12. Terry_w

    Terry_w Solicitor, Finance Broker, CTA Business Member

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    It will depend on your trust deed. Look at the recent case of Munro v Munro
    Here is an article by DBA lawyers about it

    http://www.dbalawyers.com.au/smsf-deeds/another-bdbn-fails-due-to-poor-smsf-documents/

    A lawyer relied on legal documents prepared by an accountant and got it wrong.
     
  13. KayTea

    KayTea Well-Known Member

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    Thanks, @Terry_w.

    Geez, lawyers certainly earn their $$$ - that article is heavy going. The system is so damned complex, and there are so many places that errors can be made, that the average layperson would really struggle with trying to wrap their head around much of it.

    The problem is that the fees are so expensive (understandably so), making good legal advice out of the reach of many.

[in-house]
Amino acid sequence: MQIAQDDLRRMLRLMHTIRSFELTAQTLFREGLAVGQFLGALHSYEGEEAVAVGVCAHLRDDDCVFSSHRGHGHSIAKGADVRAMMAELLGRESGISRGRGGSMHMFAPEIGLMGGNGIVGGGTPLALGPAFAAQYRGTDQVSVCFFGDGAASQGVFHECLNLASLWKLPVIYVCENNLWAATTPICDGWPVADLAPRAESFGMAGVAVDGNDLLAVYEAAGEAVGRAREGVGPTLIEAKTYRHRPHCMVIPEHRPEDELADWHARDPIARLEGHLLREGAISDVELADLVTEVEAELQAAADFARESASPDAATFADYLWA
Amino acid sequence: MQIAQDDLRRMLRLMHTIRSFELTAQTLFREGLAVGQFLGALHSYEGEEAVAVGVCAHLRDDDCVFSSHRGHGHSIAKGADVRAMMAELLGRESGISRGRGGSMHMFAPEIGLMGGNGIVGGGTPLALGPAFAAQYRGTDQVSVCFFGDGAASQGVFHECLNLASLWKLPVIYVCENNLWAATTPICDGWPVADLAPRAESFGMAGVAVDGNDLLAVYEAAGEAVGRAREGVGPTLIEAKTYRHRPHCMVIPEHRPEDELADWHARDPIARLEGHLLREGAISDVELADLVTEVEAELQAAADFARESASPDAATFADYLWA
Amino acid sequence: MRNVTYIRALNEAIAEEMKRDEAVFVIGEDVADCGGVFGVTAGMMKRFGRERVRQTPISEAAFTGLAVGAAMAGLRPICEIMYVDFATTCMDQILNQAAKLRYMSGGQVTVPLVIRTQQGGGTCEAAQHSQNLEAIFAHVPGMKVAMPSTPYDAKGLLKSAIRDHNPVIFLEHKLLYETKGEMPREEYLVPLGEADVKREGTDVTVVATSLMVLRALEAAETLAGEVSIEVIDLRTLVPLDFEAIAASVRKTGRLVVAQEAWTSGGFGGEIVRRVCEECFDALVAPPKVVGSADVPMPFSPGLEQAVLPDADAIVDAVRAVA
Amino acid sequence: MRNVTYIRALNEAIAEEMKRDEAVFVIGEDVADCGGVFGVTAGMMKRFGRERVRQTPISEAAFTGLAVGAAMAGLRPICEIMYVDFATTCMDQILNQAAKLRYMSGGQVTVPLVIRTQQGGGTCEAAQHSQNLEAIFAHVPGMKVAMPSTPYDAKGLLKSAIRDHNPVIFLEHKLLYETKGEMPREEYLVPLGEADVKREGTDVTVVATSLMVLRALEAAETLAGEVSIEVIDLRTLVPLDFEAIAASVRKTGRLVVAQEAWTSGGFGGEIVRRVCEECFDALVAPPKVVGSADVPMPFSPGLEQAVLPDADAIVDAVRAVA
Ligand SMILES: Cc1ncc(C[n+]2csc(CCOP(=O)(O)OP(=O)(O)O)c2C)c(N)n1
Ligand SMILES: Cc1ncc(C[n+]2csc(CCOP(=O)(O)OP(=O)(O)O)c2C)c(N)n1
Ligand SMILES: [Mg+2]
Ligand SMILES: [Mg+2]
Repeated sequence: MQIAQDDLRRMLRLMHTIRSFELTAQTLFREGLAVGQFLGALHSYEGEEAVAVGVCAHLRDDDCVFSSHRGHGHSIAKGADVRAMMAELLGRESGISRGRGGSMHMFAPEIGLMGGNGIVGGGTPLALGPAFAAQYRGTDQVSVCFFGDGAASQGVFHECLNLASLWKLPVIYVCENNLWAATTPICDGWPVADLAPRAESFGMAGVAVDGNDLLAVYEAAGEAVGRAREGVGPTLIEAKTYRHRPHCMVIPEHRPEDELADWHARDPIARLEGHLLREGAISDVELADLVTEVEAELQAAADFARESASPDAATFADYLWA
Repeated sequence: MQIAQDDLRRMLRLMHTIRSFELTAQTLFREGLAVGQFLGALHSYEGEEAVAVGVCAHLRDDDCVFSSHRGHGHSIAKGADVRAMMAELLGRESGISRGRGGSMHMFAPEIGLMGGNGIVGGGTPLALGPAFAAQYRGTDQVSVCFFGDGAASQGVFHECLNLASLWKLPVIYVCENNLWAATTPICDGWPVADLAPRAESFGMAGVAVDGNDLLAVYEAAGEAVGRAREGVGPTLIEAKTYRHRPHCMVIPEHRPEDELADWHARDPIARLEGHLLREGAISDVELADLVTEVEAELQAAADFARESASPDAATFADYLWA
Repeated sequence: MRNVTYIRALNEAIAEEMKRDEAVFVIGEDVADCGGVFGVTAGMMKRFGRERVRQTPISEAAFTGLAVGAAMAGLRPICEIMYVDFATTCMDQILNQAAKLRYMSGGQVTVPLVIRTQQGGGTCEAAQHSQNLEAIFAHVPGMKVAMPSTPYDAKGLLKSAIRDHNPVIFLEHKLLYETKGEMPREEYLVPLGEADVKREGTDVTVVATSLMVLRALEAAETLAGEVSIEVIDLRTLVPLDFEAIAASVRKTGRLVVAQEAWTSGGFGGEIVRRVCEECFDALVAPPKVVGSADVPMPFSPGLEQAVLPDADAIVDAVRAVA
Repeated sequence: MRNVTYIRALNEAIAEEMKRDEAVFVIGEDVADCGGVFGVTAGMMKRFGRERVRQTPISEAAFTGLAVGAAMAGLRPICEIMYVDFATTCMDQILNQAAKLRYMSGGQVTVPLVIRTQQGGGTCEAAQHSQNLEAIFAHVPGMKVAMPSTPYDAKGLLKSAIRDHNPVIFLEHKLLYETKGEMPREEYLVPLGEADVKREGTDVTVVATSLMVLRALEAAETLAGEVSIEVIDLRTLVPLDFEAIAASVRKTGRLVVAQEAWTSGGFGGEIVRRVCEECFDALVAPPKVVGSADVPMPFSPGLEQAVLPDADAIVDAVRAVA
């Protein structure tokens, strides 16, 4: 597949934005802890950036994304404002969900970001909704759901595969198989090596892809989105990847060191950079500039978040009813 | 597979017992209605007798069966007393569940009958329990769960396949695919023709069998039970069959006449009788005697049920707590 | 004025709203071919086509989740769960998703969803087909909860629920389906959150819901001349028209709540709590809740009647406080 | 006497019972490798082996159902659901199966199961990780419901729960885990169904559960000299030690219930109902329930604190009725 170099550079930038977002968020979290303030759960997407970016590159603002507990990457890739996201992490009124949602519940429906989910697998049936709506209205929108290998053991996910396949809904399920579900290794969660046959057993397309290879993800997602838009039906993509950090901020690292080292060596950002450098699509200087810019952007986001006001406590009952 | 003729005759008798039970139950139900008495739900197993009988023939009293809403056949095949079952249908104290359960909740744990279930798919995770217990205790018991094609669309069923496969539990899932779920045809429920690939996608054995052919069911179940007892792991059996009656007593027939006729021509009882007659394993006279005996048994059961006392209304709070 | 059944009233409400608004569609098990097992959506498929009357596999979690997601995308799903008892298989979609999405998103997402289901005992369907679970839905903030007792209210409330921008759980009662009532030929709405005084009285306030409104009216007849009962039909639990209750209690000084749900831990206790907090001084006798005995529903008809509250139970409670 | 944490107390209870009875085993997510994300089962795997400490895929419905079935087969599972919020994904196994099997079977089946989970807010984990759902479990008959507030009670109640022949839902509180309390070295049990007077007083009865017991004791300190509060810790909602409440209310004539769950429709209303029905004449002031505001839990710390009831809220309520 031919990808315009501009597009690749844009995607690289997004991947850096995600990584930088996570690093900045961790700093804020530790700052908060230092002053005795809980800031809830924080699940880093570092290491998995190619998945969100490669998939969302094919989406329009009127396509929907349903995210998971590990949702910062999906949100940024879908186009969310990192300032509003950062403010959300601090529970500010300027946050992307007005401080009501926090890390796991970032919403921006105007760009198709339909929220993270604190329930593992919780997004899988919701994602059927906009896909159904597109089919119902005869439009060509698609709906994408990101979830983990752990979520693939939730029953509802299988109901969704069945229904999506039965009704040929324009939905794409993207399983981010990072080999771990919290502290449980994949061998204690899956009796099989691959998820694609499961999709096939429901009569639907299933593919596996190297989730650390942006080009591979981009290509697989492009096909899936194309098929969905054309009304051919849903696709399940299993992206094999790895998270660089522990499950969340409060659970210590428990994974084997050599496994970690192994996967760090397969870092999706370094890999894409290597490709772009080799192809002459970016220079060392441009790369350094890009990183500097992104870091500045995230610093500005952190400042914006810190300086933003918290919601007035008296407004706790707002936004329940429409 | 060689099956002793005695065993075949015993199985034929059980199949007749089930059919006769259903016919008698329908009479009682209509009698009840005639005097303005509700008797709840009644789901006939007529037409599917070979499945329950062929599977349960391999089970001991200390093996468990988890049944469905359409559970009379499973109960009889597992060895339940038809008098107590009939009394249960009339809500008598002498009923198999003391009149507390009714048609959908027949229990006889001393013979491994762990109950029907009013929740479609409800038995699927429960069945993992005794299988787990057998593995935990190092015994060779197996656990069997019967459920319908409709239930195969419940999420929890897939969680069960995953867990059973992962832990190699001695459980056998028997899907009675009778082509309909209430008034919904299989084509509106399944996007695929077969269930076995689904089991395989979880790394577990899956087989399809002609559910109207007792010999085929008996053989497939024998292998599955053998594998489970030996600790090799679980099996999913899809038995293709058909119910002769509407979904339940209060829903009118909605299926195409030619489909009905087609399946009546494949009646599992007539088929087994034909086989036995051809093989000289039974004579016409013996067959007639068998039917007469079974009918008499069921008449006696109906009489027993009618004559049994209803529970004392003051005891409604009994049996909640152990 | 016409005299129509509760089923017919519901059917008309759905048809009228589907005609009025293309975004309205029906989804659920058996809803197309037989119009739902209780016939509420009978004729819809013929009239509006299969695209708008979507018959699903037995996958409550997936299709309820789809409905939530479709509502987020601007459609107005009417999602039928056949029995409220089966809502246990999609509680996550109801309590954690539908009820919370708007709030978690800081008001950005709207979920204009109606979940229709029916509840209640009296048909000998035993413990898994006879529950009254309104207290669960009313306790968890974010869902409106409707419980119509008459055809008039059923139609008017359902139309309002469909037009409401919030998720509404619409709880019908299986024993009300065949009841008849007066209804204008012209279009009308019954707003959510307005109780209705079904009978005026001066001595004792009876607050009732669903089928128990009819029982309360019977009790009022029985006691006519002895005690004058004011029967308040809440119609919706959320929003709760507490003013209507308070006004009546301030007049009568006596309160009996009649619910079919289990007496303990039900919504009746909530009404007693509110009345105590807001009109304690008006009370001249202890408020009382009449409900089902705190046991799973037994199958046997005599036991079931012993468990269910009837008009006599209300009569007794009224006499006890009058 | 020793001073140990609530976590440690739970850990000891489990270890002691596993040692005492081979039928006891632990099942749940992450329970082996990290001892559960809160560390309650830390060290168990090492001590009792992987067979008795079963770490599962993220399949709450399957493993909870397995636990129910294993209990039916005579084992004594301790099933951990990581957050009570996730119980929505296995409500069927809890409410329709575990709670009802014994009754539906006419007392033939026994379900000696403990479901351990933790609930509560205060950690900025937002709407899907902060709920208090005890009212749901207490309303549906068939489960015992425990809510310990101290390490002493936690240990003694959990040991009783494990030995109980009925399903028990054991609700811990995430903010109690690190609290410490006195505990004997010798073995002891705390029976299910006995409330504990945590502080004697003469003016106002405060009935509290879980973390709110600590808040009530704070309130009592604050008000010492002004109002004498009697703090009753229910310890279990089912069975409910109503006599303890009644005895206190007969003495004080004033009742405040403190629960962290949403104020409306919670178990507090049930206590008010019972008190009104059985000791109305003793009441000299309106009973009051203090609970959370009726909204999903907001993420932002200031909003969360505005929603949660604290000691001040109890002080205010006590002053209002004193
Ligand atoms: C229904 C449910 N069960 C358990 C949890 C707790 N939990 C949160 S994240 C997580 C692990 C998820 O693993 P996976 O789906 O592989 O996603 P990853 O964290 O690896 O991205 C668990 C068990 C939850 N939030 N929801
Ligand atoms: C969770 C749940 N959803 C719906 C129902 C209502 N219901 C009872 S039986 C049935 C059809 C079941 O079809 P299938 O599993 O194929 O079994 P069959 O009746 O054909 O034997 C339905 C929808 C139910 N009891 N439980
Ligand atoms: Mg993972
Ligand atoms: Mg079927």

It's a bit of a Catch-22…..
     
  14. Terry_w

    Terry_w Solicitor, Finance Broker, CTA Business Member

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    Lawyer fees aren't that expensive. I usually do BDBN for free for existing clients. Can't get much cheaper than that.
     
  15. KayTea

    KayTea Well-Known Member

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    Yeah, but you're not taking any new clients…….. :(

    Based on my reading of the article you supplied the link to, I think I need to change my setup to list the beneficiary as 'Executor of the Estate', and their relationship as 'Legal Personal Representative'.

    But based on some of the other reading and research I did earlier, and used to create the trust deed, just giving 'Legal Personal Representative' as the beneficiary was ok.

    Talk about confusing - I think I got it wrong…. :oops:
     
  16. Terry_w

    Terry_w Solicitor, Finance Broker, CTA Business Member

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    You may not have an executor - even if you have a will not you may rescind it or it may be invalid etc. Probably the best would be "Legal Personal Representative" but you need to check you deed in case there are other phrases.